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Old 01-23-15, 09:27 AM
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We highly recommend that you do not use the "push-in" or "back-stab" wiring connections as they are a constant source of intermittent problems.

To branch off that box correctly...... you take all black wires and connect them together with a short piece, a tail, to reach the receptacle.

Do the same for the white wires and similarly to the grounds.
 
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Old 01-23-15, 09:44 AM
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The box is listed for a certain number of conductors. It is not simply being able to cram the wires into the box or cutting them too short so that everything fits. A box of the correct capacity needs to be used.
 
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Old 01-23-15, 09:45 AM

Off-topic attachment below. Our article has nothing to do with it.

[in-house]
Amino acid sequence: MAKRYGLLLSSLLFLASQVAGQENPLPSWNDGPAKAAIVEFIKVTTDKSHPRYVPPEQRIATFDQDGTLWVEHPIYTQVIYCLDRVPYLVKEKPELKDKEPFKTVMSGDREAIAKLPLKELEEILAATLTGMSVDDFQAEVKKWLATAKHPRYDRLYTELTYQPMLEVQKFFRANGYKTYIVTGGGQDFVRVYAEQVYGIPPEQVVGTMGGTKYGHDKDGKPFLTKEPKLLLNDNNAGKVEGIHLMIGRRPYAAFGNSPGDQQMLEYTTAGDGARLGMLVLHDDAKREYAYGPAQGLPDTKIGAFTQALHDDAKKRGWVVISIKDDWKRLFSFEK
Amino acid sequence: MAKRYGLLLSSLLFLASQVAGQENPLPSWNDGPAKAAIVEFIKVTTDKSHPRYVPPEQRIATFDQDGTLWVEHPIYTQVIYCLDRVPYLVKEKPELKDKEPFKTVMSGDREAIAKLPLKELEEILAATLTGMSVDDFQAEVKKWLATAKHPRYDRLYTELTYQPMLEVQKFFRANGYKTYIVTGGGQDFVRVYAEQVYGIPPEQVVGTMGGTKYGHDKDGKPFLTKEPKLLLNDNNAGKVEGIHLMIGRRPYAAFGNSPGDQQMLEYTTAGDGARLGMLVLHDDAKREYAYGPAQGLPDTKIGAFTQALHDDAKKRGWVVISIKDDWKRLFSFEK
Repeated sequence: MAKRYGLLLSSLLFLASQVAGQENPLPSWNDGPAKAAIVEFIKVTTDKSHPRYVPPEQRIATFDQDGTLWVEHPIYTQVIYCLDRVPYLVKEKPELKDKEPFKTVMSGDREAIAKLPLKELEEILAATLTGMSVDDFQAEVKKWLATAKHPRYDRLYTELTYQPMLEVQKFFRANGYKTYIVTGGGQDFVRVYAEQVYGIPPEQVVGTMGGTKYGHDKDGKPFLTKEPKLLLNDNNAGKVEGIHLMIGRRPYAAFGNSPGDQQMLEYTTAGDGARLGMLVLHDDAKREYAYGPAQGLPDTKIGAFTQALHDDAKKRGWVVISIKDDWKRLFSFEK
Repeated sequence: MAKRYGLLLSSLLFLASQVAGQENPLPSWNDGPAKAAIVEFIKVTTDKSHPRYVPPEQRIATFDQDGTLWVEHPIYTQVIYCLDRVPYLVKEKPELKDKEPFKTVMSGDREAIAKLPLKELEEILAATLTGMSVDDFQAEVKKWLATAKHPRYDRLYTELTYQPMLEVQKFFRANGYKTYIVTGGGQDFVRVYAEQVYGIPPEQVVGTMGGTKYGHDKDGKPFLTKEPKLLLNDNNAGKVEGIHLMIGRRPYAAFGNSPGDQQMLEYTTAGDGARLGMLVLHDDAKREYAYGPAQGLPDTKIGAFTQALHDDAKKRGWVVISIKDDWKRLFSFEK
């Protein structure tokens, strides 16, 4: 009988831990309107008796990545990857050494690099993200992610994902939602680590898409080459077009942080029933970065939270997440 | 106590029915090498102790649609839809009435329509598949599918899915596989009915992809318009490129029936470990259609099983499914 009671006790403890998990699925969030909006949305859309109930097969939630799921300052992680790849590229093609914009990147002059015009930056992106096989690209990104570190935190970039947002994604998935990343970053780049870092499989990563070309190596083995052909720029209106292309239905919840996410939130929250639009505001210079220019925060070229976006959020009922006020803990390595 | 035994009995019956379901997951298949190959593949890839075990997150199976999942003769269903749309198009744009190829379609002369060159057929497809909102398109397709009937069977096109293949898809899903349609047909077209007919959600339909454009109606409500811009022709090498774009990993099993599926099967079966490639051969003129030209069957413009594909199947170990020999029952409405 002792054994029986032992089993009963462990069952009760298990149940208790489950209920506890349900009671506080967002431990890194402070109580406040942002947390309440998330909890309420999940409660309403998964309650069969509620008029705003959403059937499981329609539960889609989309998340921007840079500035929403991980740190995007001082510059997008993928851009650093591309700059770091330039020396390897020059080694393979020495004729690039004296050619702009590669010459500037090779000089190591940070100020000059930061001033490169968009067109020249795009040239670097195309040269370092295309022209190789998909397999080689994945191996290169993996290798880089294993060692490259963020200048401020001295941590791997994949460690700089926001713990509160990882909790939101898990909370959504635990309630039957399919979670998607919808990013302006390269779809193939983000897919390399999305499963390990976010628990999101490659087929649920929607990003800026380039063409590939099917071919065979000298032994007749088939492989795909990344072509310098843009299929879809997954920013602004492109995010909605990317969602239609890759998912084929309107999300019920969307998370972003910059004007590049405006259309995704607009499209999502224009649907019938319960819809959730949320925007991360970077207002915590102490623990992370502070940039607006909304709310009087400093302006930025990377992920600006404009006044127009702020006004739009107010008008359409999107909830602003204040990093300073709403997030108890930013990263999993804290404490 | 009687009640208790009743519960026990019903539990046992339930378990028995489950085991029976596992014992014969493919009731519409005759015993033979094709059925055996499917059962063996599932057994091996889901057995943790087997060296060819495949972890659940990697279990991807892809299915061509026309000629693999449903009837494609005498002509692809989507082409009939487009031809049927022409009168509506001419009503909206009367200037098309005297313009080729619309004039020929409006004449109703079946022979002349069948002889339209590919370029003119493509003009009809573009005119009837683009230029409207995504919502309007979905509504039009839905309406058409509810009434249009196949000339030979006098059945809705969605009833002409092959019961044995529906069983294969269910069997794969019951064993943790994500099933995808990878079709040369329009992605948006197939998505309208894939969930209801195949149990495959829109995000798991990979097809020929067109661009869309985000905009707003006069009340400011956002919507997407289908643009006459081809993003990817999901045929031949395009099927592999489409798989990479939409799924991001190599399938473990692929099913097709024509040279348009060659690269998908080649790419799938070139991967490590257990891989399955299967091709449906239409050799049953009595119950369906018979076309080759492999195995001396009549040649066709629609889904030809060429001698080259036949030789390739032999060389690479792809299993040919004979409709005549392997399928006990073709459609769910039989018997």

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If there's not room in the existing box for all those pigtails, is using the push-in connectors still not recommended?

What kind of problems do the push-in connectors pose? Don't the wires get securely fastened when the screw on the side is tightened?
 
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Old 01-23-15, 09:49 AM
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The existing box is original and nailed to the stud. How could I replace it with a deeper box without destroying the surround plaster?
 
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Old 01-23-15, 09:58 AM
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Do you have two cables already in the box? Are you adding one or teo new cables?Look at the back of the box and tell us how many cubic inches are in the box or how many #14s are allowed.